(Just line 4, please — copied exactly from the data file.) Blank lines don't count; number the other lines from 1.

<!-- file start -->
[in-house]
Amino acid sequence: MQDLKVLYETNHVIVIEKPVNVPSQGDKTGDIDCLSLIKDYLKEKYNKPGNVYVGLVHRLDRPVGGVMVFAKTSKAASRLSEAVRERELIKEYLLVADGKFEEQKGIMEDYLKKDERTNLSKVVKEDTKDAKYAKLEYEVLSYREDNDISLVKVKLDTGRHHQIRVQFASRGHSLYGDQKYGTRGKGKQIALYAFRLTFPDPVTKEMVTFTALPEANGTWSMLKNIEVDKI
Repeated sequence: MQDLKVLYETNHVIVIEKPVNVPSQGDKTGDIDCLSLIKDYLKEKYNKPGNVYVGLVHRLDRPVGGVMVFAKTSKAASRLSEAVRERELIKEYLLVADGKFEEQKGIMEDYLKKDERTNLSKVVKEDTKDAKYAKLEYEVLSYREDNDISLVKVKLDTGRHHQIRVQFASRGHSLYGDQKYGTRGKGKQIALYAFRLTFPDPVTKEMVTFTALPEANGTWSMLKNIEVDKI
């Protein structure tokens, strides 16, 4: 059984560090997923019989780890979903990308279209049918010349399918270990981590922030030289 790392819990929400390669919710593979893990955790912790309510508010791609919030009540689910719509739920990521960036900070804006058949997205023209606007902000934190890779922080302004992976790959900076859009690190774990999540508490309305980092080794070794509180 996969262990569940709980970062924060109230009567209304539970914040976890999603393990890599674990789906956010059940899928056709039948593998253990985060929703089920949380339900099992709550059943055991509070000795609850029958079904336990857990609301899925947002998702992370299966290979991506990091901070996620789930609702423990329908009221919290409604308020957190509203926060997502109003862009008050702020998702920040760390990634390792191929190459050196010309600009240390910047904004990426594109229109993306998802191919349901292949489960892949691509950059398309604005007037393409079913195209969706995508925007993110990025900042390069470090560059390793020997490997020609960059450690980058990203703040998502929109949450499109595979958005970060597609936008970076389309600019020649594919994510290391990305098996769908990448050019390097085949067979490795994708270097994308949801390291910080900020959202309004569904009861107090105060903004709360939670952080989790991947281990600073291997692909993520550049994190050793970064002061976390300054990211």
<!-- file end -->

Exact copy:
């Protein structure tokens, strides 16, 4: 059984560090997923019989780890979903990308279209049918010349399918270990981590922030030289 790392819990929400390669919710593979893990955790912790309510508010791609919030009540689910719509739920990521960036900070804006058949997205023209606007902000934190890779922080302004992976790959900076859009690190774990999540508490309305980092080794070794509180 996969262990569940709980970062924060109230009567209304539970914040976890999603393990890599674990789906956010059940899928056709039948593998253990985060929703089920949380339900099992709550059943055991509070000795609850029958079904336990857990609301899925947002998702992370299966290979991506990091901070996620789930609702423990329908009221919290409604308020957190509203926060997502109003862009008050702020998702920040760390990634390792191929190459050196010309600009240390910047904004990426594109229109993306998802191919349901292949489960892949691509950059398309604005007037393409079913195209969706995508925007993110990025900042390069470090560059390793020997490997020609960059450690980058990203703040998502929109949450499109595979958005970060597609936008970076389309600019020649594919994510290391990305098996769908990448050019390097085949067979490795994708270097994308949801390291910080900020959202309004569904009861107090105060903004709360939670952080989790991947281990600073291997692909993520550049994190050793970064002061976390300054990211």